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Employment Law Attorney Scott Mirsky Quoted in Press Coverage of Religious Exception to Workplace Dress Policy Lawsuit

Posted May 21, 2024 at 7:40 AM

Miller, Miller & Canby’s Scott Mirsky provided insight for a recently-published Law360 article, “Dos and Don’ts For Accommodating Religious Dress At Work.”  The article focused on a recent U.S. Department of Justice lawsuit against a Texas state agency that punished a clerical worker for violating the agency’s dress code. The DOJ action against the Texas Department of Criminal Justice alleges the individual was placed on indefinite unpaid leave “because of her practice of wearing a head covering in accord with her sincerely held religious belief as a participant of the Ifa faith.” While the case is pending, the article examined legal precedent and shared insights from Mirsky and other employment law attorneys.  

“Every employer should have a dress code policy.  The policy should be clear that if someone has a sincerely-held religious belief, they can request a reasonable accommodation,” Mirsky said. “The employer must alert employees that this avenue is available to them.” Mirsky explained that established dress code rules need to be made clear to employees, and a formal process by which requests for accommodations are evaluated should be in place and clearly communicated.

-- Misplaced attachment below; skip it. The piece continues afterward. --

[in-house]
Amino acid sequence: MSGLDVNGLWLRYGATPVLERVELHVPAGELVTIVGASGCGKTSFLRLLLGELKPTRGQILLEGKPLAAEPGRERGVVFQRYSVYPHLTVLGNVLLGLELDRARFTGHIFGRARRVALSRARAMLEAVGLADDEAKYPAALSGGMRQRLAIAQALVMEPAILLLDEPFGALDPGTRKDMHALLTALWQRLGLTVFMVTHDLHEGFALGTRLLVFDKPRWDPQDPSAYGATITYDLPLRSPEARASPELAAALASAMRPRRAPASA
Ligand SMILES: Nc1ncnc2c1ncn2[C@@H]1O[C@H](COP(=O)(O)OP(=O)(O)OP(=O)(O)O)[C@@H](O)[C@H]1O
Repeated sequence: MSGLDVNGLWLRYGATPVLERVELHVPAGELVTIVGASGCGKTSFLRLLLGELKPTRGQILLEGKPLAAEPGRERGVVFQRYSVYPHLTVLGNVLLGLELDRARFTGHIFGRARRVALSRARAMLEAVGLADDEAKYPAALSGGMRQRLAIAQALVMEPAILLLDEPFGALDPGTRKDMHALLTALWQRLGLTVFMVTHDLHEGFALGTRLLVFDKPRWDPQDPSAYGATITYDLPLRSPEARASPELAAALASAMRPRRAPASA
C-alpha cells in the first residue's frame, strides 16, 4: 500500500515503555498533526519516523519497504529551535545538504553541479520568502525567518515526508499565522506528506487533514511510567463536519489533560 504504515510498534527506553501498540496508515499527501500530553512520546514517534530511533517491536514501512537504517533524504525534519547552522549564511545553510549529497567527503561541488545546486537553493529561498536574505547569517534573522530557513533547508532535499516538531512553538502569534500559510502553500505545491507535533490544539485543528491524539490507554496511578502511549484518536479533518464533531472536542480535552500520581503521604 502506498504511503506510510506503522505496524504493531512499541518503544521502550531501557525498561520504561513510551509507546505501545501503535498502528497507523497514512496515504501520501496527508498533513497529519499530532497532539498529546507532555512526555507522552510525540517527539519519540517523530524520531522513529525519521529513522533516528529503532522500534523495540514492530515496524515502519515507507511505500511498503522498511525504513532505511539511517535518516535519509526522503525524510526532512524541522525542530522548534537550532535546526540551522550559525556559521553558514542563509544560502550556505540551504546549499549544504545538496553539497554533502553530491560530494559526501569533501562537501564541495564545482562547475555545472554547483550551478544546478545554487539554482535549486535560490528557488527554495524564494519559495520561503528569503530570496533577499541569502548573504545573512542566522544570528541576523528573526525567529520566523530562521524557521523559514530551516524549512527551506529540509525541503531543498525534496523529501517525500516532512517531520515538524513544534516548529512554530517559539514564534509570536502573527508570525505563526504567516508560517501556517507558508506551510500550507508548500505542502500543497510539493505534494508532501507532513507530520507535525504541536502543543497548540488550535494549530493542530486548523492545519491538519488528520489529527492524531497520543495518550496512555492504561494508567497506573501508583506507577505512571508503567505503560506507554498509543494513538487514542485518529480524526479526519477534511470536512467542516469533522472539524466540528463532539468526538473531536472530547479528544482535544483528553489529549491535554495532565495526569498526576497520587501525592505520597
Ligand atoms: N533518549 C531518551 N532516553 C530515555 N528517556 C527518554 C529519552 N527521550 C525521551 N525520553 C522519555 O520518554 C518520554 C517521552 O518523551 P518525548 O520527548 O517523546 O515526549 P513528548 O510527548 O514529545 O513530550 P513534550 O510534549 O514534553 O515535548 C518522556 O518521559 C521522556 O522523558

Mirsky added that he advises employers to proceed as if a employee’s stated belief system is sincerely held and that their request is being made in good faith. The article stressed the importance of treating religious practices objectively; EEOC guidance stipulates that the definition of religion for purposes of anti-discrimination law is broad, covering beliefs and practices that may not be familiar to employers.

The absence of sound policies for accommodating religious dress, and the failure to adequately train management to navigate these policies are two of the greatest pitfalls that put employers at legal risk.  

Read the full Law360 article here (requires subscription).

Scott Mirsky is a Principal in Miller, Miller & Canby’s Employment Law and Employment Litigation practice, with more than 20 years of experience representing individuals and businesses in diverse civil matters throughout the Washington, DC region.  He has experience handling non-compete and trade secret disagreements, employment claims, issues concerning independent contractors, complex construction issues, wage and overtime disputes under the FLSA and state law, and breach of contract claims. To learn more about his practice, contact Scott at